Detection. The written policies and procedures should identify discrepancies occurring at patient registration, billing and records management, and during the delivery of medical services that give rise to additional review and/or further investigation. Additionally, the policies and procedures should outline the investigative process, including the response to any patient complaints, the method to educate staff and patients about errors and fraud in the medical records, and the use of technology.
Mitigation. The written policies and procedures should establish the steps necessary to correct the actual medical record, and any other record affected by the medical identity theft.
Recommendations for Payors
Similar to health care providers, payers should also create a medical identity response team and establish a medical identity response plan that includes policies and procedures on prevention, detection, and mitigation.
Prevention. The written policies and procedures should focus on establishing reasonable and appropriate data security and privacy standards and safeguards, and educating the fraud investigation team on current medical identity theft trends.
Detection. The written policies and procedures should effectively incorporate and use the Explanation of Benefits statements, claims submission process, and fraud detection software.
Mitigation. The written policies and procedures should focus on resolving the fraudulent claim investigation in favor of limiting “the damage to consumers and support their efforts to clear problems related to their credit and pursuit of identity theft claims.”5
Pepper Point: Here, the Attorney General’s recommendation focuses heavily on a payor’s responsibility to mitigate a consumer’s damages. A payor must ensure that its drafted policies do not favor the consumer to the detriment of itself.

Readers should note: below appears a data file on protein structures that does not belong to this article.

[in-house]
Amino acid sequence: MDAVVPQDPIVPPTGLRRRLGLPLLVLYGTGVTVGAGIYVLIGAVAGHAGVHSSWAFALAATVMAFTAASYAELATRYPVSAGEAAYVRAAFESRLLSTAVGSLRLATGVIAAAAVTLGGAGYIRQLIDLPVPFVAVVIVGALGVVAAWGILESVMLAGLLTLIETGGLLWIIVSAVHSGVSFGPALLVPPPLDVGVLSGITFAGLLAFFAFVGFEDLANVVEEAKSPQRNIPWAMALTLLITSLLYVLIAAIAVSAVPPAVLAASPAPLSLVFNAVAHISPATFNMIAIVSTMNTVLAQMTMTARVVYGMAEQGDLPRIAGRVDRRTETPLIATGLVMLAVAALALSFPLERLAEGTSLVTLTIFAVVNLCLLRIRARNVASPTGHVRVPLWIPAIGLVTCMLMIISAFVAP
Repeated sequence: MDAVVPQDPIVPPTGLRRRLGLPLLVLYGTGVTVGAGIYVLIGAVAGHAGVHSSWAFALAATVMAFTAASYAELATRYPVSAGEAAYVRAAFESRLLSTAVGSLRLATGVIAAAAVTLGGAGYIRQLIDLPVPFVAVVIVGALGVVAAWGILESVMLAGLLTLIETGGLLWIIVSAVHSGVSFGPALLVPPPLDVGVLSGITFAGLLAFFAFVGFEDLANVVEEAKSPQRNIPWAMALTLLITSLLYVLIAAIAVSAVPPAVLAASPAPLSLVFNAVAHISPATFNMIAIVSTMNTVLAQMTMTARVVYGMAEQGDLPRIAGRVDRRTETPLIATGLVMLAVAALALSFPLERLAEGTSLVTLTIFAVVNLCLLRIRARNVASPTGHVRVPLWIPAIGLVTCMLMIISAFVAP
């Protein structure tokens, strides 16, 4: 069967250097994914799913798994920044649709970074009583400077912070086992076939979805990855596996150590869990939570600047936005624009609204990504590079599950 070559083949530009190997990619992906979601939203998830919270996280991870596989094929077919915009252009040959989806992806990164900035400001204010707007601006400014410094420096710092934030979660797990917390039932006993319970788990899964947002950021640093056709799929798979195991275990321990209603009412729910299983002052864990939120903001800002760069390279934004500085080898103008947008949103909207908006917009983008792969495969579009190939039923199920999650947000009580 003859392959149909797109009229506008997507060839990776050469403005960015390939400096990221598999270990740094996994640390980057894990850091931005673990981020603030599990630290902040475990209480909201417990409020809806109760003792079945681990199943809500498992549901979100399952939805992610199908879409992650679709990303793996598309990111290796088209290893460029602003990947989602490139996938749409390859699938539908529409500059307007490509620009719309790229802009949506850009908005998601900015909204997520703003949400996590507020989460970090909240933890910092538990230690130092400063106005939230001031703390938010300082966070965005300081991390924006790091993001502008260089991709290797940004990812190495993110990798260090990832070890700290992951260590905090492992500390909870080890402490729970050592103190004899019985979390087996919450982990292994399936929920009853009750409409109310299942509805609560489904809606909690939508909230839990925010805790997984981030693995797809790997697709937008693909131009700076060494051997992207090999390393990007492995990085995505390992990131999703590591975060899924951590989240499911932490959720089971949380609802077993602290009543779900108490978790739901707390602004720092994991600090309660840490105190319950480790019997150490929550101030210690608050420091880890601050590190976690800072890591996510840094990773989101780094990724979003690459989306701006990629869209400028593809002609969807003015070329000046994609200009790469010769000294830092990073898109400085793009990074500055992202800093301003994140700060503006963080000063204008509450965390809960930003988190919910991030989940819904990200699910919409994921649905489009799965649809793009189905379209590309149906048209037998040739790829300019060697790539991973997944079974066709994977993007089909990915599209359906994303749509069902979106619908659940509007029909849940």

Recommendations for Health Information Organizations
While there is no universal definition for health information organizations, the California Attorney General defines this type of organization as one that “manages and oversees health information exchange functions.”6 Health information organizations are classified as business associates of the providers who use them. Common examples of health information organizations are electronic medical record vendors and health care clearinghouses. Since health information organizations are relatively new, and are growing rapidly, it is recommended, and expected, that these entities will build technology infrastructures that can assist in the prevention, detection and mitigation of medical identity theft.
Pepper Point: Health information organizations have a real opportunity to lead in the technical capabilities of preventing, detecting, and mitigating medical identity theft. Such an opportunity could prove extremely lucrative if executed correctly with the guidance of knowledgeable legal counsel.
1 According to Kirk Herath, Nationwide Chief Privacy Officer, “A stolen medical identity has a $50 street value- whereas a stolen Social Security number, on the other hand, only sells for $1.” Claims Journal, "Study: Few Aware of Medical Identity Theft Risk," June 14, 2012.
2 See Ponemon Institute, “2013 Survey on Medical Identity Theft” (September 2013), pg. 2, available from the Ponemon Institute at http://www.ponemon.org/blog/2013-survey-on-medical-identity-theft.
4 Medical Identity Theft: Recommendations for the Age of Electronic Medical Records, pg. 1.
5 Medical Identity Theft: Recommendations for the Age of Electronic Medical Records, pg. 15.
6 Medical Identity Theft: Recommendations for the Age of Electronic Medical Records, pg. 3.
Sharon R. Klein and Kristina P. Ayers
The material in this publication was created as of the date set forth above and is based on laws, court decisions, administrative rulings and congressional materials that existed at that time, and should not be construed as legal advice or legal opinions on specific facts. The information in this publication is not intended to create, and the transmission and receipt of it does not constitute, a lawyer-client relationship.